This post is making me look like a bigot.

While researching, I did find this Nat Geo on the sister seas of Saudi Arabia.  Exquisite!

This Red Sea business isn’t even the half of it.

The Hurwitz Singularity by Jonty Hurwitz

The worst part of this book and I mean epically bad is this “singularity” business.  We’re all going to become machines, making Dolly look like a quack scientist’s work.  The “singularity” will be this period of time when people are finally able to not be bound by their body, but instead by their mind.  I really enjoyed making the connection between the singularity and his father.  I think it’s really interesting for me to think about my grandmother’s stroke as if she had a stroke of the mind (which she obviously did) and what it would be like for me if her body wasn’t touched by the stroke, just her speech.  However, it interrupted the flow of the narrative.  This was not a science fiction story and I understand that Ron Currie, Jr. has been someone who writes about the after-life, but it took me completely out of the novel when I was reading these small insights of extra-terrestrial futuristic advice and longing.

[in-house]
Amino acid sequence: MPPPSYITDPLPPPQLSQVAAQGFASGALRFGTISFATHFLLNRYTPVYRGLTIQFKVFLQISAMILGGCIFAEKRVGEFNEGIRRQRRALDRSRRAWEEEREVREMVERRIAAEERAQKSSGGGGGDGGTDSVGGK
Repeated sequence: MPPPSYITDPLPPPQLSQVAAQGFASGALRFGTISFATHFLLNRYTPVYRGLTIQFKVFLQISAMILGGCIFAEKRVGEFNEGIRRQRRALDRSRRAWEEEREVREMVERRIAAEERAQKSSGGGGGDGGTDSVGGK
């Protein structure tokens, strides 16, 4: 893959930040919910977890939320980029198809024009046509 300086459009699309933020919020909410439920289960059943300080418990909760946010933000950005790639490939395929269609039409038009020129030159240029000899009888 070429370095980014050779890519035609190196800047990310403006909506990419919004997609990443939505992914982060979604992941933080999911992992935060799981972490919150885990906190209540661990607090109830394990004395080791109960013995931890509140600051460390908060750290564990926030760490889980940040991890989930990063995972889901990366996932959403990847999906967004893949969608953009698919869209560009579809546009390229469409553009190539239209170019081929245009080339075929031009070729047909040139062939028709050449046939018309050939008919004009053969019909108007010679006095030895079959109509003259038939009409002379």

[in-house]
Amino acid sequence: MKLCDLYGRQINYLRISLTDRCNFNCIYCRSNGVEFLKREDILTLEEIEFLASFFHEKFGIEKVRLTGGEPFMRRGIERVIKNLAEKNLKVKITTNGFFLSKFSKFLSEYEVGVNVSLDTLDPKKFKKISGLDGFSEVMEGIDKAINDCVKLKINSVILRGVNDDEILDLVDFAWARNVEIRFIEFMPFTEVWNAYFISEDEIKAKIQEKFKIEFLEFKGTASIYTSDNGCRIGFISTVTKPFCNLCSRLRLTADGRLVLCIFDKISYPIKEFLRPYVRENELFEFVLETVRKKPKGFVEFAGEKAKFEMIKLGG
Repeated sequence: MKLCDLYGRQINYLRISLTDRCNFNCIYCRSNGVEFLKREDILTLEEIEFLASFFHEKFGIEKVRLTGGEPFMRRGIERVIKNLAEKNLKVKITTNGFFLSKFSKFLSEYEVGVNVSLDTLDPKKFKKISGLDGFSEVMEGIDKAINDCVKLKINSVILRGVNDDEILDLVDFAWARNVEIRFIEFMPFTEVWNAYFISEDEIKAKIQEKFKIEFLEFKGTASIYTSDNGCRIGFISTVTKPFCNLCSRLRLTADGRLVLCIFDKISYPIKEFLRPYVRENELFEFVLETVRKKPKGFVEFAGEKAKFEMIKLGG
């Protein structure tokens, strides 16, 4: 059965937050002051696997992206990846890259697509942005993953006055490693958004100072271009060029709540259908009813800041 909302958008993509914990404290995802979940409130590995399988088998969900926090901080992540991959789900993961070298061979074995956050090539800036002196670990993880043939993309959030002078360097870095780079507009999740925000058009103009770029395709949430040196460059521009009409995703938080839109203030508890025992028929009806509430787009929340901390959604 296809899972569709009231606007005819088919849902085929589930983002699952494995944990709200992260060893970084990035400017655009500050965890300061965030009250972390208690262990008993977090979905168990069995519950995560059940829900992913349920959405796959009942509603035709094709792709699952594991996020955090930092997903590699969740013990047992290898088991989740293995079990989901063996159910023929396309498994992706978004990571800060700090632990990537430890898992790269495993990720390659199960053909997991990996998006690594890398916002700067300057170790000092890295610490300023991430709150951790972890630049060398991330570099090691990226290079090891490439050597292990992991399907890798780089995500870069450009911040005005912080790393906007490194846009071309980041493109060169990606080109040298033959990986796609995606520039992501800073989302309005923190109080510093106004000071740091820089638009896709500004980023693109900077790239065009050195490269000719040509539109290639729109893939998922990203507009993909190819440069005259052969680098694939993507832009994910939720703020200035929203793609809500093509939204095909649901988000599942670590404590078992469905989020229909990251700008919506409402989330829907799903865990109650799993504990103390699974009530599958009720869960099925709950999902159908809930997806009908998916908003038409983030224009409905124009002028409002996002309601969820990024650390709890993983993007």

Maybe this is just a book that’s ahead of itself.  (Or maybe I just need to get better at science fiction).

Now, this is not to say that I don’t recommend this book.  I’m more than mildly obsessed with the fact that the publisher accepted the book with so much white space.  I wish Currie took his white space a bit more seriously, but there’s 352 pages that could have easily been 160.  I also really liked the fact that this was a social commentary on the love story down to the author/narrator juxtaposition.

Be Your Best Self

He says, “And I was no better.  Like everybody else, I had trembled my whole life for something true.  I had hidden, and called it living” (270).  I think this is the real fruit of the book.  We are all living these lives dreaming that we’re something else, or someone else.